His government is still new enough that he can respond with a vow to keep working on a stated concern or simply restate his commitment to do something. The Liberals have also not yet implemented so much policy that they're particularly easy targets for complaint and blame — the economy, for instance, is not yet obviously their fault.

But submitting himself to these forums now will at least make it noticeable if he becomes less willing to do so later.

Trudeau talks Canada and Trump administration

6 years ago
Duration 1:25
"I'm never going to shy away from standing up for what I believe in," Trudeau tells Belleville town hall.

Born into this

As the prime minister reminded that woman in Kingston, he's been talking with members of the public since he was a child "being dragged across the country" by his father. He seems at ease in the company of strangers, picking questioners out of the crowd and then smiling slightly and nodding along as they say their piece.

Trudeau seems generally capable of getting through an hour of questions without saying anything unfortunate, though his comment about phasing out development of the oilsands was an obvious wobble.

As Trudeau also noted, staying attuned to public sentiment is in a government's own interests.

And the public seemed interested in their own right. Crowds lined up to see him and anxious hands shot up every time the floor was opened for questions.

If the reception was also generally genial, the forums were all hosted in Liberal ridings in Ontario. A tour of rural Alberta might go differently.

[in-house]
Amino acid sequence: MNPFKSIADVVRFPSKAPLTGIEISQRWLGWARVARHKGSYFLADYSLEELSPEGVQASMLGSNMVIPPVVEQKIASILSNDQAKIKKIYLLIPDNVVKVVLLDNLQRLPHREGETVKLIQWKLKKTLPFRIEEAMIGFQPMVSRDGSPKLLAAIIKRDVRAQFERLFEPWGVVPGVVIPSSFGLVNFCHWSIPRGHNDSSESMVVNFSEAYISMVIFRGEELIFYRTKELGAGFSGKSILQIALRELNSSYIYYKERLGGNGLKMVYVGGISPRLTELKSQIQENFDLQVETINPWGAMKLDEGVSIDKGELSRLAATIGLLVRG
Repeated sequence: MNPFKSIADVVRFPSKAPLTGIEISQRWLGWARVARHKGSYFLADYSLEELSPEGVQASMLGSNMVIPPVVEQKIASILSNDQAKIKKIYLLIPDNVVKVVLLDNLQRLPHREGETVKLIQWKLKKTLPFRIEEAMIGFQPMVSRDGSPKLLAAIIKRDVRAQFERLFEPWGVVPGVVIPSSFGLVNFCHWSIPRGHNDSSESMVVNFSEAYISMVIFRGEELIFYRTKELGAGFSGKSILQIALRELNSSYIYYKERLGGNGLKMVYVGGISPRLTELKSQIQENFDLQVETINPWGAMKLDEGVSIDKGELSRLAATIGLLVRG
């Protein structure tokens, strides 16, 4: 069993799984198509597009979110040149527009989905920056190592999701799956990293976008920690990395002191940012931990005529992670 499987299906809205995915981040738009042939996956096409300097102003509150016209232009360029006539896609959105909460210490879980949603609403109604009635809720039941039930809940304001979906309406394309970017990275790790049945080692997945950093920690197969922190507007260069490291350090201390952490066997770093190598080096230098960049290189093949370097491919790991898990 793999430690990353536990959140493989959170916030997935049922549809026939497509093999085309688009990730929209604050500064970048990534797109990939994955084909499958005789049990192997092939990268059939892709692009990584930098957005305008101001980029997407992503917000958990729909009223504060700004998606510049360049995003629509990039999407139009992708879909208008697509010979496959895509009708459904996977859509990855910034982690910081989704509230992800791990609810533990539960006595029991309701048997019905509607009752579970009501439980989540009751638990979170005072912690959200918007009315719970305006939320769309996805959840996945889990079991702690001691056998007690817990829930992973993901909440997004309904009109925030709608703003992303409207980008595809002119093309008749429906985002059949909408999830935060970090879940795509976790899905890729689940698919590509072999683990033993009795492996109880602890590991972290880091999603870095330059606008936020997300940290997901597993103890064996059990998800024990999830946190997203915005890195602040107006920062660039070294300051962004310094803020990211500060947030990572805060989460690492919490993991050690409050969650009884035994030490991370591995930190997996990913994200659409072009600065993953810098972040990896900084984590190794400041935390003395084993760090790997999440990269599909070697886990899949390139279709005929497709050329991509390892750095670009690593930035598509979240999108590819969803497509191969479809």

Trudeau corrected on Phoenix misinformation

6 years ago
Duration 3:45
PM Justin Trudeau is asked about the problems with the government's Phoenix pay system, then corrected on his answer about the remaining cases.

How well do politicians talk?

In addition to the decisions a legislator or cabinet minister must take, a politician's basic job is to listen and talk and they generally don't lack for opportunities to do the latter.

How well they perform that function is debatable. Modern political rhetoric is generally based on simplicity and repetition: the restating of short generalizations in order to drive one's "message" to a distracted public, control the story and avoid unnecessary controversies.

All of that is understandable. But regular public forums might push the discussion beyond the patter. Politicians owe members of the public more deference than an opposition politician or a journalist. So why not take the opportunity to more fully engage with concerns and questions?

The prime minister is exceedingly capable of delivering his preferred message — quickly rounding on questions with familiar statements and assurances. There can be substance within those responses, but he can glide over matters of policy as opposed to diving in.

The specifics of a question about phasing out subsidies for the fossil fuel industry were ignored. A complaint about the federal deficit might have produced a discussion of the fiscal considerations rather than the restatement of the Liberal platform that the prime minister offered.

Trudeau has a defence of his decision to price carbon, but he doesn't quite explain why such a policy makes sense. He could likely go further in explaining why it makes sense to continue developing the oilsands.

In time, the novelty of these forums should wear off. If such events become more routine, the ideal result might be a fuller debate.


Aaron Wherry

Senior writer

Aaron Wherry has covered Parliament Hill since 2007 and has written for Maclean's, the National Post and the Globe and Mail. He is the author of Promise & Peril, a book about Justin Trudeau's years in power.